In their 1966 article, Cloward and Piven charged that the ruling classes used welfare to weaken the poor; that by providing a social safety net, the rich doused the fires of rebellion. Poor people can advance only when “the rest of society is afraid of them,” Cloward told The New York Times on September 27, 1970. Rather than placating the poor with government hand-outs, wrote Cloward and Piven, activists should work to sabotage and destroy the welfare system. The authors also asserted that: (a) the collapse of the welfare state would ignite a political and financial crisis that would rock the country; (b) poor people would rise in revolt; and (c) only then would “the rest of society” accept their demands.


President Cloward, Vice President Piven, by Brian C. Joondeph, American Thinker, March 16, 2021. Excerpt:

Cloward-Piven is a political strategy of calculated chaos first described in 1966, by two Columbia University sociologists, Richard Cloward and Frances Fox Piven. Their theory was published appropriately in the far left The Nation, the oldest continuously published news magazine in the country. Cloward-Piven’s goal was the creation of chaos so that: “A political crisis would result that could lead to legislation for a guaranteed annual income and thus an end to poverty.”


2014: Former federal prosecutor Andrew McCarthy describes the border crisis as another manifestation of the Cloward-Piven Strategy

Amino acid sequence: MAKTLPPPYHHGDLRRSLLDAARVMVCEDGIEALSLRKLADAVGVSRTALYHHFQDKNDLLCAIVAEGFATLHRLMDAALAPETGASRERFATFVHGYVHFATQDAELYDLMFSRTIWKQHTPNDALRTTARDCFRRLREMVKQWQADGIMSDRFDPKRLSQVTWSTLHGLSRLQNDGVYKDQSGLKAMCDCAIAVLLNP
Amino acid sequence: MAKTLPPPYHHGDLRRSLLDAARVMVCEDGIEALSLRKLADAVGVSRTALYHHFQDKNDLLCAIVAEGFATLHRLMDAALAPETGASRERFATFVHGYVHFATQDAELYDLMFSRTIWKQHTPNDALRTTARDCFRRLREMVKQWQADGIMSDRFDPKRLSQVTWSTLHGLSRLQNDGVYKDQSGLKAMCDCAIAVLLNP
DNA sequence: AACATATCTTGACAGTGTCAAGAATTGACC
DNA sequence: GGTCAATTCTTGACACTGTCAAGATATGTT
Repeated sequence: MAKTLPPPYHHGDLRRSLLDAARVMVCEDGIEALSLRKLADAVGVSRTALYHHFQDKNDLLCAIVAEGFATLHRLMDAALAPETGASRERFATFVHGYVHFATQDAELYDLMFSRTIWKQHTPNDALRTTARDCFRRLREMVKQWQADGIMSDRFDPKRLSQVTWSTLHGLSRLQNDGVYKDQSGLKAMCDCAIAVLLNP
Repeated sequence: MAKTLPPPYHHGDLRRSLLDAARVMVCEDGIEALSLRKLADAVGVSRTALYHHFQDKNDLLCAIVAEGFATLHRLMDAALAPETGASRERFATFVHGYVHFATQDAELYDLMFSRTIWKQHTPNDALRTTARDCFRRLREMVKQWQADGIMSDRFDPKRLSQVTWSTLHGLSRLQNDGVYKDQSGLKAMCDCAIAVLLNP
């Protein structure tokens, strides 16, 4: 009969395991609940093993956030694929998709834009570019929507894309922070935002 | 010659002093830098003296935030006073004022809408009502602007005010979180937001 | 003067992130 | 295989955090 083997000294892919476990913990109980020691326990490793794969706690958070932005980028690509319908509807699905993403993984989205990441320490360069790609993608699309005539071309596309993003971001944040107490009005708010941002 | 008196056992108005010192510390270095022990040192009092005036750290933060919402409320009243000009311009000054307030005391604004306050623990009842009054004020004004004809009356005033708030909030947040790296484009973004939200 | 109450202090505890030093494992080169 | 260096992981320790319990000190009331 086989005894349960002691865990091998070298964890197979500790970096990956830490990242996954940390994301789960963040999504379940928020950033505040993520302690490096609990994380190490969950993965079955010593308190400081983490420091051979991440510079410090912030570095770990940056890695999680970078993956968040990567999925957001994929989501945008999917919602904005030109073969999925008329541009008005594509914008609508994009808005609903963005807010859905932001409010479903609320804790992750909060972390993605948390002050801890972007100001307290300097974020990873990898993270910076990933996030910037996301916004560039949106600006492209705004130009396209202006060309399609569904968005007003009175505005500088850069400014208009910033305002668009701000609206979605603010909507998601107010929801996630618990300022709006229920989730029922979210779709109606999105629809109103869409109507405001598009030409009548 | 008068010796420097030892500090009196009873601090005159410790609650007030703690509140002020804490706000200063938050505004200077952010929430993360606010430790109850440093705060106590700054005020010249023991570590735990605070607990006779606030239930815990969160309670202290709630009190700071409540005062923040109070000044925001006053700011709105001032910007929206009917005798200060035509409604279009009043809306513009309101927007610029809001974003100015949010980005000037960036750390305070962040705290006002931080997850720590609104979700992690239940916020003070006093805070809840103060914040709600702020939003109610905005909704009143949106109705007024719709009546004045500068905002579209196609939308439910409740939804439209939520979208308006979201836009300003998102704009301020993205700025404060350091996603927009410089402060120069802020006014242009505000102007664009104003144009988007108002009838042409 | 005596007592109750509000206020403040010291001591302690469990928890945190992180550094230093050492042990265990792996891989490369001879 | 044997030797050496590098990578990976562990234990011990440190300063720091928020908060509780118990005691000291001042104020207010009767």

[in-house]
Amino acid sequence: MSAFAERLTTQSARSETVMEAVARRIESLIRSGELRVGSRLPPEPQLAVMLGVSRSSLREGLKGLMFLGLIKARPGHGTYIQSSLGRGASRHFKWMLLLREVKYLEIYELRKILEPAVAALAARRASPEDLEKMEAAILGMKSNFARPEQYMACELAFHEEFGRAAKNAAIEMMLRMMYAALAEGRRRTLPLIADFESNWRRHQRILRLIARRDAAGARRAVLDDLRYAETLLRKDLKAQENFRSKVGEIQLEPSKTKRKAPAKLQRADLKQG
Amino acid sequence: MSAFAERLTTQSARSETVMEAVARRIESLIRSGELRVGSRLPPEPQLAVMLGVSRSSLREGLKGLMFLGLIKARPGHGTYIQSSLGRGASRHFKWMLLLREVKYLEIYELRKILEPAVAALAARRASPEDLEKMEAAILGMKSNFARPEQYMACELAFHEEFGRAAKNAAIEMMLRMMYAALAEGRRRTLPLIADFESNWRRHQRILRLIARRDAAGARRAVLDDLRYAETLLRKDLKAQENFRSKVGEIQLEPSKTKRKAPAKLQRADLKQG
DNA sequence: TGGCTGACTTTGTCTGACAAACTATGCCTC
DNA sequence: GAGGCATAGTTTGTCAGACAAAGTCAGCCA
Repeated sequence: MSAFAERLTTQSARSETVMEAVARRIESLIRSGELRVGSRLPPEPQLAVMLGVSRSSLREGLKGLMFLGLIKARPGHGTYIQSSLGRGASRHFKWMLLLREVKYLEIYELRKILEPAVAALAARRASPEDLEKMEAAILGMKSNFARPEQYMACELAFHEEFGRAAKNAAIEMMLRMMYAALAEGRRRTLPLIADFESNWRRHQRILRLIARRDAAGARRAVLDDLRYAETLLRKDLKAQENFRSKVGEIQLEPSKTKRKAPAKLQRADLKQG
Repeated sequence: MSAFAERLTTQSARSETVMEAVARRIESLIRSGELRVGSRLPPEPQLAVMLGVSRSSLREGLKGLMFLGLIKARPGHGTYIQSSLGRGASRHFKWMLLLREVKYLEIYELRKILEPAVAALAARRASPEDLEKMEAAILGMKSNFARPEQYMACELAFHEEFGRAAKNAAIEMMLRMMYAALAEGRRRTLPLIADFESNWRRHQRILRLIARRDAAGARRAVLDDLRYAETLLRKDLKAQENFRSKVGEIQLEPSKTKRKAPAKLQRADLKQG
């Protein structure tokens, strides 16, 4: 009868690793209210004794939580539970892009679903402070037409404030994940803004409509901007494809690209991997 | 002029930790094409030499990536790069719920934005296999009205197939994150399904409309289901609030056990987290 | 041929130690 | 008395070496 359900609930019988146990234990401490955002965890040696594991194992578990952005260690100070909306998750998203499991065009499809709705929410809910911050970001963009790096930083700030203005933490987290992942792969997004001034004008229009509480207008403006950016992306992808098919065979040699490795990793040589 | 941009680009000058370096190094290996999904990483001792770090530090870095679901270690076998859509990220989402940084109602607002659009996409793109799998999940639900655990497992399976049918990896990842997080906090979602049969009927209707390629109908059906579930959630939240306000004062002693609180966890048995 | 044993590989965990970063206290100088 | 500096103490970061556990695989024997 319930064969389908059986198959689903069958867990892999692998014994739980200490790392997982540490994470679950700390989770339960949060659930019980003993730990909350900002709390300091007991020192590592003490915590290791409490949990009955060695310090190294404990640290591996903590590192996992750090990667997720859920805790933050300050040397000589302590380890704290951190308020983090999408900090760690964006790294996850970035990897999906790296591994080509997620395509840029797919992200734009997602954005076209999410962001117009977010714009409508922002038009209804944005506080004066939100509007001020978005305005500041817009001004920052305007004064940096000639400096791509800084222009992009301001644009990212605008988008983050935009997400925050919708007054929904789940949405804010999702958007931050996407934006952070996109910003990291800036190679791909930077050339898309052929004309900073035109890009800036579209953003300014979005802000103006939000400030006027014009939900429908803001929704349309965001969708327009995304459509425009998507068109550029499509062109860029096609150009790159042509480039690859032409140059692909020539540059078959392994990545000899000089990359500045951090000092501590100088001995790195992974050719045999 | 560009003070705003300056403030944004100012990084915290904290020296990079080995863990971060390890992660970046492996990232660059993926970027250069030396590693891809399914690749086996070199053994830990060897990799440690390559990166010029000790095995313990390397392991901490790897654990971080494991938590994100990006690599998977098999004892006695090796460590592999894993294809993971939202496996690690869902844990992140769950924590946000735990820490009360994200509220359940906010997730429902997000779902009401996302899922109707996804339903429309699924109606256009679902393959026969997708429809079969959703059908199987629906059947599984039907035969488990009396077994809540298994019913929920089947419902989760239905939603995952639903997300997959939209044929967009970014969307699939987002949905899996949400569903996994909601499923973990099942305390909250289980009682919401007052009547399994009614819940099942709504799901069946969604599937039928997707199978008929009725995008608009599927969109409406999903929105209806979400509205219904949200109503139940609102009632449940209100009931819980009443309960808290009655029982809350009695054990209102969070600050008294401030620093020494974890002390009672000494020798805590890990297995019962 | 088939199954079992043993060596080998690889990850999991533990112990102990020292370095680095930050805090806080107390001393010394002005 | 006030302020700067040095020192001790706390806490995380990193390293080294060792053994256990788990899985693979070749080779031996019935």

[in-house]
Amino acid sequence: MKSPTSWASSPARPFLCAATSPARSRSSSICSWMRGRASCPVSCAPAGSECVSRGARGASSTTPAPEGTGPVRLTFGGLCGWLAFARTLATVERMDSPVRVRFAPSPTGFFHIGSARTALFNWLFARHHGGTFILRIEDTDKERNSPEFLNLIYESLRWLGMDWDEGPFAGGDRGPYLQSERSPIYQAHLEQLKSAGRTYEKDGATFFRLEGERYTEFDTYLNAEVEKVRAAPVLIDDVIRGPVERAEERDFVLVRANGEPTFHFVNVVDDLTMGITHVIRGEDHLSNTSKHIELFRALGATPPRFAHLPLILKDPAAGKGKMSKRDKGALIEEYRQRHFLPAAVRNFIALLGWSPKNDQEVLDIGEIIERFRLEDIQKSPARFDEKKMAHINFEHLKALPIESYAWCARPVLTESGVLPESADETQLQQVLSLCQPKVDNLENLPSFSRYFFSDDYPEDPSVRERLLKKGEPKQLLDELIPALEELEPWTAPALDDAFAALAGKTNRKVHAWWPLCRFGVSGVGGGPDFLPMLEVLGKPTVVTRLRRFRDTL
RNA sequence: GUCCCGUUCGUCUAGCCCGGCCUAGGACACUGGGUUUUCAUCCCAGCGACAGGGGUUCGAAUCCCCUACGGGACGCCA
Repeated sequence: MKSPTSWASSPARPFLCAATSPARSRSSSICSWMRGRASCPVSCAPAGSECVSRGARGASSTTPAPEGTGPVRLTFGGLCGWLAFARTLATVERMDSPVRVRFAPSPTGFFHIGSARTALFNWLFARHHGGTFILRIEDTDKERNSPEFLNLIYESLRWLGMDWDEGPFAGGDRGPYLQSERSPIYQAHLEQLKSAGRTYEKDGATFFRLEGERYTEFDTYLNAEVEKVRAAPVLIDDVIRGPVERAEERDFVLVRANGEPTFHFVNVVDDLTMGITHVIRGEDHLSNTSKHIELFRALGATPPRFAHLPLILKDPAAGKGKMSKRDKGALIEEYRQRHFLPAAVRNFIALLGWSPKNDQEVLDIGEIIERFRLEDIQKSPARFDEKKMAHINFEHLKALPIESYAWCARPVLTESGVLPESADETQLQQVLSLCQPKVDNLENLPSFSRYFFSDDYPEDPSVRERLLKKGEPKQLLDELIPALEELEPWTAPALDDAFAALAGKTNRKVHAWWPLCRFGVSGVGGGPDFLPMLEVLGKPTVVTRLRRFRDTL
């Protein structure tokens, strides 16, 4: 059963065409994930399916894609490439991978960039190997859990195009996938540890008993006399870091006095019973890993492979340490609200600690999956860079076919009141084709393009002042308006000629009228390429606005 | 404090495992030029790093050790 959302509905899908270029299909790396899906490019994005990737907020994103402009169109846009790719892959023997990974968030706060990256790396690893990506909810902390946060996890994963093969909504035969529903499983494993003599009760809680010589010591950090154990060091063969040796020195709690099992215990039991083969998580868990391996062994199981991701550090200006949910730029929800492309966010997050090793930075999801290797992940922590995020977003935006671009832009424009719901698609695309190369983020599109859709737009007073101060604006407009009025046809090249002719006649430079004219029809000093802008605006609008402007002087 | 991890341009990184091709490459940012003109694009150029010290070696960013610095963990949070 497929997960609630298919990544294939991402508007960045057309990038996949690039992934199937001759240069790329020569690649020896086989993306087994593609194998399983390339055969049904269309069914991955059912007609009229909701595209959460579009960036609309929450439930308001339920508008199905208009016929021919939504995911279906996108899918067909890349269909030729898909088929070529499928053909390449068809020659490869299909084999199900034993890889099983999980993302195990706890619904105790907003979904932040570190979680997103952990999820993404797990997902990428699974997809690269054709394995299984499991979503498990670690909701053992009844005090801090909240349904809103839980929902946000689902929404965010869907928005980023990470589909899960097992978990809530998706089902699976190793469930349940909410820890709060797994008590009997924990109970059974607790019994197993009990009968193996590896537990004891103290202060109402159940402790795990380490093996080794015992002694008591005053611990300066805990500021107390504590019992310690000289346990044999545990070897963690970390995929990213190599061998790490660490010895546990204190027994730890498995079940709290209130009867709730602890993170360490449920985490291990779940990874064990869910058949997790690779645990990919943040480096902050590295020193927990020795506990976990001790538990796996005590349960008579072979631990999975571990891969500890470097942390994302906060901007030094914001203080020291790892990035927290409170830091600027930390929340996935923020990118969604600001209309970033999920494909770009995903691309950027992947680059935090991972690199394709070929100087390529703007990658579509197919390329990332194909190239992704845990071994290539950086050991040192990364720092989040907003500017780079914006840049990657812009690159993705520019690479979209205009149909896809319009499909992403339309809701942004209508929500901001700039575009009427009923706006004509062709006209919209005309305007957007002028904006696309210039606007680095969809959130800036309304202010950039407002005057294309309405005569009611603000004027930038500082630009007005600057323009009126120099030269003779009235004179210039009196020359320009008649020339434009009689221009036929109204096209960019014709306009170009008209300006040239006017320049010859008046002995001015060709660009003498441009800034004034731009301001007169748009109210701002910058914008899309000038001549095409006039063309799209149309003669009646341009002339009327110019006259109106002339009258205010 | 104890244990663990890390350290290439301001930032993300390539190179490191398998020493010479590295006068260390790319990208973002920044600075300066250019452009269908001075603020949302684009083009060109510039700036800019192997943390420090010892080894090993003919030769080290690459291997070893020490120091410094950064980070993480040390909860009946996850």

Cloward-Piven Government, by James Simpson, American Thinker, November 23, 2009. Excerpt:

It is time to cast aside all remaining doubt. President Obama is not trying to lead America forward to recovery, prosperity and strength. Quite the opposite, in fact.

In September of last year, American Thinker published my article, Barack Obama and the Strategy of Manufactured Crisis. Part of a series, it connected then-presidential candidate Barack Obama to individuals and organizations practicing a malevolent strategy for destroying our economy and our system of government.


The Cloward-Piven strategy, by Robert Chandler, The Washington Times, October 15, 2008. Excerpt:

There is plenty blame to go around for the financial crash. Yet, there is a distinct odor of the shadowy Cloward-Piven strategy as the taproot of abusive practices that triggered the crisis. The strategy’s goal is to bring about the fall of capitalism by overloading and undermining government bureaucracy.

Its supporting tactics include flooding government with impossible demands until it slowly cranks to a stop; overloading electoral systems with successive tidal waves of new voters, many of them bogus; shaking down banks, politicians in Congress, and the Department of Housing and Urban Development for affirmative-action borrowing; and, now, pulling down the national financial system by demanding exotic, subprime mortgages for low-income Americans with little hope of repaying their loans. These toxic mortgages are an important source of the foul smell engulfing the entire financial bailout.

Developed in the mid-1960s by two Columbia University sociologists, Andrew Cloward and Frances Fox Piven, much of their strategy was drawn from Saul Alinsky, Chicago’s notorious revolutionary Marxist community organizer. The Association of Community Organizations for Reform Now (ACORN) succeeded the National Welfare Rights Organization in the execution of the Cloward-Piven grand tactics of using the poor as cannon fodder to tear down the capitalist system. It was low-income, mostly black and Hispanic people, who were used by ACORN guerrillas to take subprime toxic mortgages.


Other resources

The Cloward-Piven Strategy at Study.com; Get a 7-day free trial here.

Video: Frances Fox Piven: What Just Happened? The Resistance After the Midterms, School of Visual Arts (NYC), June 18, 2019.

1981: Video of Dr. Thomas Sowell confronting Frances Fox Piven over her allegation that black Americans were demanding special treatment, benefits, etc.